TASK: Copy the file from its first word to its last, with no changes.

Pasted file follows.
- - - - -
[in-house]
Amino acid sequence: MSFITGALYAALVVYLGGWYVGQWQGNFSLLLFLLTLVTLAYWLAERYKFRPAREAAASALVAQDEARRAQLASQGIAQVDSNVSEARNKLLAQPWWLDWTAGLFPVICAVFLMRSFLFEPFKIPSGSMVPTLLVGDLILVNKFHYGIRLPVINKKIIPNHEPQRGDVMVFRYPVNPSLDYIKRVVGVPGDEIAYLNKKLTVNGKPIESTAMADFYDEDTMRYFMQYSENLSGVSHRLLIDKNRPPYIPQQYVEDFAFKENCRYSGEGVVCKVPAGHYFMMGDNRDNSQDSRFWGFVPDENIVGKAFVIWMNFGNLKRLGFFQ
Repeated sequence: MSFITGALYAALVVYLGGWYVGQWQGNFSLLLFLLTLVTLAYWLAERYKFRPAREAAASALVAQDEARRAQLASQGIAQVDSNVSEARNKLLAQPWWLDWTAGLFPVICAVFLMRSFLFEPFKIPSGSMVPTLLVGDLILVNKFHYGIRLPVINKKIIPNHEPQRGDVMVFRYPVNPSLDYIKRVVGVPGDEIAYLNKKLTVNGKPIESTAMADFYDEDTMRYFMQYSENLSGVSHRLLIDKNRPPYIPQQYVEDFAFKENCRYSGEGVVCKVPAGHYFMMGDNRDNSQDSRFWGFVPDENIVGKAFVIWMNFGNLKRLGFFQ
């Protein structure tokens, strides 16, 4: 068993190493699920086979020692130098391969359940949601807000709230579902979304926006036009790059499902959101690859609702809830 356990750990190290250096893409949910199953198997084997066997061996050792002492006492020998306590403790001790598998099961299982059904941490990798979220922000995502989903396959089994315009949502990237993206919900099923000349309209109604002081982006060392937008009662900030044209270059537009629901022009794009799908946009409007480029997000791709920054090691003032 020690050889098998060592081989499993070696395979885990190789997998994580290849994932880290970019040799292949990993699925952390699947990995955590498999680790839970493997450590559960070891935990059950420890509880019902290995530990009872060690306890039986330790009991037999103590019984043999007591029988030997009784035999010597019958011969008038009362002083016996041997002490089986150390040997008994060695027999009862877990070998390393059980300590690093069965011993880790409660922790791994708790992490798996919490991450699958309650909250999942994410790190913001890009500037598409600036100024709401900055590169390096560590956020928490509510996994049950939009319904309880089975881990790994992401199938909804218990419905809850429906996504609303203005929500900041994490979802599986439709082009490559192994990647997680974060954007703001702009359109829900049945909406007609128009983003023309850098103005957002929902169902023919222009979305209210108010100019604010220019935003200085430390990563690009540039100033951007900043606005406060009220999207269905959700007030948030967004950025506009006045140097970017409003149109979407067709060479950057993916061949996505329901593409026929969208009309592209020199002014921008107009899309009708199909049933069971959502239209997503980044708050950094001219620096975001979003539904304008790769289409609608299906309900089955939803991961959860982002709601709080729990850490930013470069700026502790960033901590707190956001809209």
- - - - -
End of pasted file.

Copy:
[in-house]
Amino acid sequence: MSFITGALYAALVVYLGGWYVGQWQGNFSLLLFLLTLVTLAYWLAERYKFRPAREAAASALVAQDEARRAQLASQGIAQVDSNVSEARNKLLAQPWWLDWTAGLFPVICAVFLMRSFLFEPFKIPSGSMVPTLLVGDLILVNKFHYGIRLPVINKKIIPNHEPQRGDVMVFRYPVNPSLDYIKRVVGVPGDEIAYLNKKLTVNGKPIESTAMADFYDEDTMRYFMQYSENLSGVSHRLLIDKNRPPYIPQQYVEDFAFKENCRYSGEGVVCKVPAGHYFMMGDNRDNSQDSRFWGFVPDENIVGKAFVIWMNFGNLKRLGFFQ
Repeated sequence: MSFITGALYAALVVYLGGWYVGQWQGNFSLLLFLLTLVTLAYWLAERYKFRPAREAAASALVAQDEARRAQLASQGIAQVDSNVSEARNKLLAQPWWLDWTAGLFPVICAVFLMRSFLFEPFKIPSGSMVPTLLVGDLILVNKFHYGIRLPVINKKIIPNHEPQRGDVMVFRYPVNPSLDYIKRVVGVPGDEIAYLNKKLTVNGKPIESTAMADFYDEDTMRYFMQYSENLSGVSHRLLIDKNRPPYIPQQYVEDFAFKENCRYSGEGVVCKVPAGHYFMMGDNRDNSQDSRFWGFVPDENIVGKAFVIWMNFGNLKRLGFFQ
């Protein structure tokens, strides 16, 4: 068993190493699920086979020692130098391969359940949601807000709230579902979304926006036009790059499902959101690859609702809830 356990750990190290250096893409949910199953198997084997066997061996050792002492006492020998306590403790001790598998099961299982059904941490990798979220922000995502989903396959089994315009949502990237993206919900099923000349309209109604002081982006060392937008009662900030044209270059537009629901022009794009799908946009409007480029997000791709920054090691003032 020690050889098998060592081989499993070696395979885990190789997998994580290849994932880290970019040799292949990993699925952390699947990995955590498999680790839970493997450590559960070891935990059950420890509880019902290995530990009872060690306890039986330790009991037999103590019984043999007591029988030997009784035999010597019958011969008038009362002083016996041997002490089986150390040997008994060695027999009862877990070998390393059980300590690093069965011993880790409660922790791994708790992490798996919490991450699958309650909250999942994410790190913001890009500037598409600036100024709401900055590169390096560590956020928490509510996994049950939009319904309880089975881990790994992401199938909804218990419905809850429906996504609303203005929500900041994490979802599986439709082009490559192994990647997680974060954007703001702009359109829900049945909406007609128009983003023309850098103005957002929902169902023919222009979305209210108010100019604010220019935003200085430390990563690009540039100033951007900043606005406060009220999207269905959700007030948030967004950025506009006045140097970017409003149109979407067709060479950057993916061949996505329901593409026929969208009309592209020199002014921008107009899309009708199909049933069971959502239209997503980044708050950094001219620096975001979003539904304008790769289409609608299906309900089955939803991961959860982002709601709080729990850490930013470069700026502790960033901590707190956001809209």